Focus On... Changing landscapes: restoring native communities & monitoring forest dynamics

Historic oak on unmaintained Parson bald.
Black oaks such as this on Parsons bald were noted in 1821. Vegetation studies assess how tree and plant composition in the Smokies is changing.

NPS photo.

Many things have changed the landscape in the Great Smoky Mountains over the past centuries. Because we’re in a National Park, we’re not usually concerned with restoring landscapes that have changed due to fire, wind, flood, landslide, or drought, unless of course they pose a safety issue. We are often interested in restoring landscapes that people changed, because those changes can reduce the number and diversity of native plants and animals. Logging, farming, clearing for homesites, and planting species from Europe and Asia are all examples of human changes to the landscape that vegetation managers need to address.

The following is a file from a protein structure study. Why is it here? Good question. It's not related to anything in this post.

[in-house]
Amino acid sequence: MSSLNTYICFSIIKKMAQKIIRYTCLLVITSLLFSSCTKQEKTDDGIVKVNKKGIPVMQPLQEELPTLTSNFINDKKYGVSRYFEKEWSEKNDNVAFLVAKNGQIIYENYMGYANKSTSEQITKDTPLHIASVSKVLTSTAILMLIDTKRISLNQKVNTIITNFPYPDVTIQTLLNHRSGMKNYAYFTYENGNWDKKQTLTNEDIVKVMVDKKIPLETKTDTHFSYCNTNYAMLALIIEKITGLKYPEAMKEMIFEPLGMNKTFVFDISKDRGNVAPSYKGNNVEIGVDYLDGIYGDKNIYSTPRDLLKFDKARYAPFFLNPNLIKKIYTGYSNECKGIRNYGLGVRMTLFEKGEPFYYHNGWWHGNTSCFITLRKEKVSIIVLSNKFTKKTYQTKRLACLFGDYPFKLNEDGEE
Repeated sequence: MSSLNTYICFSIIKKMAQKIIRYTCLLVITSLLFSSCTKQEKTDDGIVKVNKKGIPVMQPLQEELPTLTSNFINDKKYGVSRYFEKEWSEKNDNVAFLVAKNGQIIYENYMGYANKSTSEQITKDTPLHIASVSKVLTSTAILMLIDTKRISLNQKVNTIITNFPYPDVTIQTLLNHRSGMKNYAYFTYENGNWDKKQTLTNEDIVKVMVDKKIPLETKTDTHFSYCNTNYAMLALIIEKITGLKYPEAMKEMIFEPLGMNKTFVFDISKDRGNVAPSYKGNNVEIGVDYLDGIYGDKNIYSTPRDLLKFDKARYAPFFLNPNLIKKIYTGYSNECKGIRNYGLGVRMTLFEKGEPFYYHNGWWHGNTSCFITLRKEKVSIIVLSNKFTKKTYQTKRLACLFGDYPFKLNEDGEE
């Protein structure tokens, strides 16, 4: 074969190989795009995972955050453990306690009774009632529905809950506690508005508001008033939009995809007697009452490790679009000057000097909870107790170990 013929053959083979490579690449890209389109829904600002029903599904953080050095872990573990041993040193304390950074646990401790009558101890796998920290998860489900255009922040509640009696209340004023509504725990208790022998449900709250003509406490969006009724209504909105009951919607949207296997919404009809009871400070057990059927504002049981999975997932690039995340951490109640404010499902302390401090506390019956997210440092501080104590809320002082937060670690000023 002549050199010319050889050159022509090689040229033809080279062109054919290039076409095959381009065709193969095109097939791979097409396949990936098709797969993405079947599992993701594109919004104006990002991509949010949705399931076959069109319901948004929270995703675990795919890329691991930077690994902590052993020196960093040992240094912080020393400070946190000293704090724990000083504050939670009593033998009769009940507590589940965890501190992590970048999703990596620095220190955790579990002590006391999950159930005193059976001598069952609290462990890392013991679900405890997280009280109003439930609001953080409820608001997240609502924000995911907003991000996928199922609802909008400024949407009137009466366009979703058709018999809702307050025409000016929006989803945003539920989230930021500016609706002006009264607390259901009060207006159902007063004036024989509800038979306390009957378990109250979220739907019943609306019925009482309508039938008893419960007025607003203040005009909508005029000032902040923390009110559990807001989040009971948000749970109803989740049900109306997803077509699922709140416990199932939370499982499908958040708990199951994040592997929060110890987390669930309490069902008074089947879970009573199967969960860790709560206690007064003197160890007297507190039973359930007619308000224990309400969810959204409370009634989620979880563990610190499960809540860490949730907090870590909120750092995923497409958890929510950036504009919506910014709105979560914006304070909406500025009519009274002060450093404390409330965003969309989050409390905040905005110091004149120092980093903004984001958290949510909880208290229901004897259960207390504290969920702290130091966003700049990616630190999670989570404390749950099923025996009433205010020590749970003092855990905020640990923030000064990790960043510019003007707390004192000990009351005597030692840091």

Return to Dispatches from the Field: Issue 1 to go into the field with NPS scientists and partners.

Last updated: April 14, 2015

Contact the Park

Mailing Address:

107 Park Headquarters Road
Gatlinburg, TN 37738


(865) 436-1200

Contact Us